Tuesday, January 13, 2015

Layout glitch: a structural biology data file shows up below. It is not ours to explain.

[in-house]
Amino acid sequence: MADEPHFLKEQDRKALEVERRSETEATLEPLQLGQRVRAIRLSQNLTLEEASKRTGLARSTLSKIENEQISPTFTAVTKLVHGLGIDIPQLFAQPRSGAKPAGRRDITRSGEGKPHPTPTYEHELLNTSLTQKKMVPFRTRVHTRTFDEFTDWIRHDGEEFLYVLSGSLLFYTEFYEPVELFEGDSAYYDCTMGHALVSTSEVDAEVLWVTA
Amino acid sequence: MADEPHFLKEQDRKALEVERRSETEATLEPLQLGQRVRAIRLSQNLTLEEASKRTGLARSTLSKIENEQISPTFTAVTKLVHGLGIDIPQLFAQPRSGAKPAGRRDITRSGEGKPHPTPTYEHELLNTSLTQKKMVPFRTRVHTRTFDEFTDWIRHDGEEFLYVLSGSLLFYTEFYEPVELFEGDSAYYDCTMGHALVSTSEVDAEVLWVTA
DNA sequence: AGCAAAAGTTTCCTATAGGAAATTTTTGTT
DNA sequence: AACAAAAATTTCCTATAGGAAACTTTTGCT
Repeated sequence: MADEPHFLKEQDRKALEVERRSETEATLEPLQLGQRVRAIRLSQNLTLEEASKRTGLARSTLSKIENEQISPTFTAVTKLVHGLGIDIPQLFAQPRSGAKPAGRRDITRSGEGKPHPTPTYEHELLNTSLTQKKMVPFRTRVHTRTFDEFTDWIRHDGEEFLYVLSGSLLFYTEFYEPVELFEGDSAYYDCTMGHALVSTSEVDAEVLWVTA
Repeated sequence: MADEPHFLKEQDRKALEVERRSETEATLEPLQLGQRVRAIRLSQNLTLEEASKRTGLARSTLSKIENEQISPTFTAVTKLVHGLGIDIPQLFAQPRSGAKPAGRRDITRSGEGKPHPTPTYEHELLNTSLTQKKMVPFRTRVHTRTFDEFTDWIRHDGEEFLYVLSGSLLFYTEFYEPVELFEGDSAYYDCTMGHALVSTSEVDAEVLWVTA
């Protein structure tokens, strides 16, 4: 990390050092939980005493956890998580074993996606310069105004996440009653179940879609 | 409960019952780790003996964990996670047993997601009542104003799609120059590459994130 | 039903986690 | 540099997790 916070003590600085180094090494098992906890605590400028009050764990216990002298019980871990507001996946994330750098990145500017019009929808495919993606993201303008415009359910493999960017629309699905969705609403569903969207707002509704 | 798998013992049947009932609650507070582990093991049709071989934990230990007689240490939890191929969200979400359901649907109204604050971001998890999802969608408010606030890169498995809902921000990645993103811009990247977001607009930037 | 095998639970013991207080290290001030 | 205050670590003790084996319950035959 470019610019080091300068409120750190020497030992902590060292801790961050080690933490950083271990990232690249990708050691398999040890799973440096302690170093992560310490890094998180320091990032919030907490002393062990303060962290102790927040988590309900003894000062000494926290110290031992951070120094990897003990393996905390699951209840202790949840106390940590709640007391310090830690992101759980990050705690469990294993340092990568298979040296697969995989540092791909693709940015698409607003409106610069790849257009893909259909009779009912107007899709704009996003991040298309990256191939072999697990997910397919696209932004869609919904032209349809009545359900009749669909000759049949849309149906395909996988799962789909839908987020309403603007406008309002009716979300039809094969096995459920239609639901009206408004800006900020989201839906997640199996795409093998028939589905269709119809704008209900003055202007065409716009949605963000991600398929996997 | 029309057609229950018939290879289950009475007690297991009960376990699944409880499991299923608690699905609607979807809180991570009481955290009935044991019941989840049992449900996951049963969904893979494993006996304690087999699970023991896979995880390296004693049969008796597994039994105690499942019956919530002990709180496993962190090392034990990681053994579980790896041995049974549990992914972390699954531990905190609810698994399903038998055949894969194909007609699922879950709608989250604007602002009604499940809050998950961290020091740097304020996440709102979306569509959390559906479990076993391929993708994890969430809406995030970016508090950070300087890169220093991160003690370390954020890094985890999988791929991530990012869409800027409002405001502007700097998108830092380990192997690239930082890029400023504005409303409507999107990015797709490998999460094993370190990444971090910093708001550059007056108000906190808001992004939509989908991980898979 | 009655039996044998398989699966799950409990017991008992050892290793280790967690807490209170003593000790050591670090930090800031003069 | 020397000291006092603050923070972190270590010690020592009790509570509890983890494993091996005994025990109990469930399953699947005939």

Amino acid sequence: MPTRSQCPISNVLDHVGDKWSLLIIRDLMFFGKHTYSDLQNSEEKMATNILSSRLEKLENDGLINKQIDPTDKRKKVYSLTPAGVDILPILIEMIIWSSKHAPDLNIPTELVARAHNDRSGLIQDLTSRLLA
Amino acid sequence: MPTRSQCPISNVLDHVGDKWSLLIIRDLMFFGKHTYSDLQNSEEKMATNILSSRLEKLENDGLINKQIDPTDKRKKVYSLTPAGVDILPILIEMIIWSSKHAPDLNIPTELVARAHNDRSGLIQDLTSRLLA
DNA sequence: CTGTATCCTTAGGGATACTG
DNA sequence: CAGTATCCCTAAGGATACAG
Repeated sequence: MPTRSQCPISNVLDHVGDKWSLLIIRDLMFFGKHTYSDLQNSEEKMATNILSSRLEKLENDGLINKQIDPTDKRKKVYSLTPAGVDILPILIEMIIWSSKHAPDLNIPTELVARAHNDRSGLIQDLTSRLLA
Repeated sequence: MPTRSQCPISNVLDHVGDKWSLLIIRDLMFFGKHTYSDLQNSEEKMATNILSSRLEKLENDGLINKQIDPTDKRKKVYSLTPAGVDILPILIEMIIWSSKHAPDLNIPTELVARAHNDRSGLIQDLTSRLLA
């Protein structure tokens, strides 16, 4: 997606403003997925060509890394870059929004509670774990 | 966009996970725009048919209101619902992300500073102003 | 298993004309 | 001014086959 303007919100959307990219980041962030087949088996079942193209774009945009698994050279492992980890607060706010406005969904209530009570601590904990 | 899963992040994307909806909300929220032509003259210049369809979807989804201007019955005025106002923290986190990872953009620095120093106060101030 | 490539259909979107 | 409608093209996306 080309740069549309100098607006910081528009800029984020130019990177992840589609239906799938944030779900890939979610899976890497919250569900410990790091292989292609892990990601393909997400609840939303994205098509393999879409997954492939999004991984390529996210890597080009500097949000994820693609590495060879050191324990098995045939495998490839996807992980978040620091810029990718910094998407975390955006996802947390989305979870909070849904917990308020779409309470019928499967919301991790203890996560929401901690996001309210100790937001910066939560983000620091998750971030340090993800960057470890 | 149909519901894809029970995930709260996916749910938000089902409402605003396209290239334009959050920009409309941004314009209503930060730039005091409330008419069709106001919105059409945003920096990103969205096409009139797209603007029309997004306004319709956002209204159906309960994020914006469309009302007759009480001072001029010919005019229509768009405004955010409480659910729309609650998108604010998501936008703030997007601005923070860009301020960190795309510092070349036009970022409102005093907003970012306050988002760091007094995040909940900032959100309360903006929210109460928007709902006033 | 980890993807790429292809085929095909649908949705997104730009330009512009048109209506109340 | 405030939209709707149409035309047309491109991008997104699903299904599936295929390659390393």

This is a great album and shows Alex at his best with world class musicians! This is another illustration of a player who is really playing at a high level, and deserves attention for not only being true to tradition but also the art of real jazz.. His style is beautiful- he sure sounds like he's having fun too.His playing is quintessentially modern. Alex and his NYQ give this recording an austere clarity of classic perfection, the feel is there and so is the quality of the band. In a word... clarity. If you want to hear something truly genuine, if you want to immerse yourself in some beautiful music, listen to this. I'd add that this one is a very well recorded album as well. His sound is truly focused and very fresh. The album Alex Terrier New York Quartet Featuring Kenny Barron is available now- right here - http://www.alexterriermusic.com/alex-terrier-nyq-featuring-kenny-barron Alex made his mark with this one...probably his best yet,a classic,it catches every mood and rises to the top of the new releases... you just can't put it down. Check out the nice rapport he has with Kenny Barron,really developed lines, phrasing and focused solos. I am a huge Kenny Barron fan, and to me Kenny is one of the best jazz has to offer.His comping and mastery of making the music speak is a life lesson. What a beautiful player! ALEX IS IMPRESSIVE...Alex Terrier was born in Paris, France, in 1980. He didn't grow up in a musical environment, but "the day I sat down to the piano was the first step to a life long journey into the world of music" Alex says. Studying classical piano for a few years, it was a shock when Alex Terrier, around age 12, heard Duke Ellington and the sound of saxophonist Johnny Hodges. That was the second step. From that day on, Alex Terrier has been dedicating his life to Jazz: "I used to get up in the morning and play the piano half asleep, really first thing in the morning before breakfast. I would listen to music all the time, read, study... that's all I did when I was a kid". His first influences were Duke Ellington, Memphis Slim, Fats Domino, and Sydney Bechet, as these were the few LPs he found in his father's home office. Alex Terrier received a Brevet de Technicien des Métiers de la Musique in Sèvres (it is hard to translate, but that could be Music Technological Diploma) in 1999. He received a Médaille d'Or at the Ecole Nationale de Musique d'Evry before going to Berklee College of Music in 2004. He graduated from Berklee in 2007 with a Dual Degree in Performance and Jazz Composition. He has been since then an active member of the New York scene and has become the first French musician to be part of the legendary Mingus Big Band. - This is an inspired work of art! The record is a tour-du-force of musical vision and mastery of improvisational inventiveness within a melodic and harmonic form that draws the listener in immediately.You need to hear this CD,buy it. It's SPEC-TA-CU-LAR. Nothing less. ~ Tim Price / Bloggin' For D'Addario Woodwinds January 2015.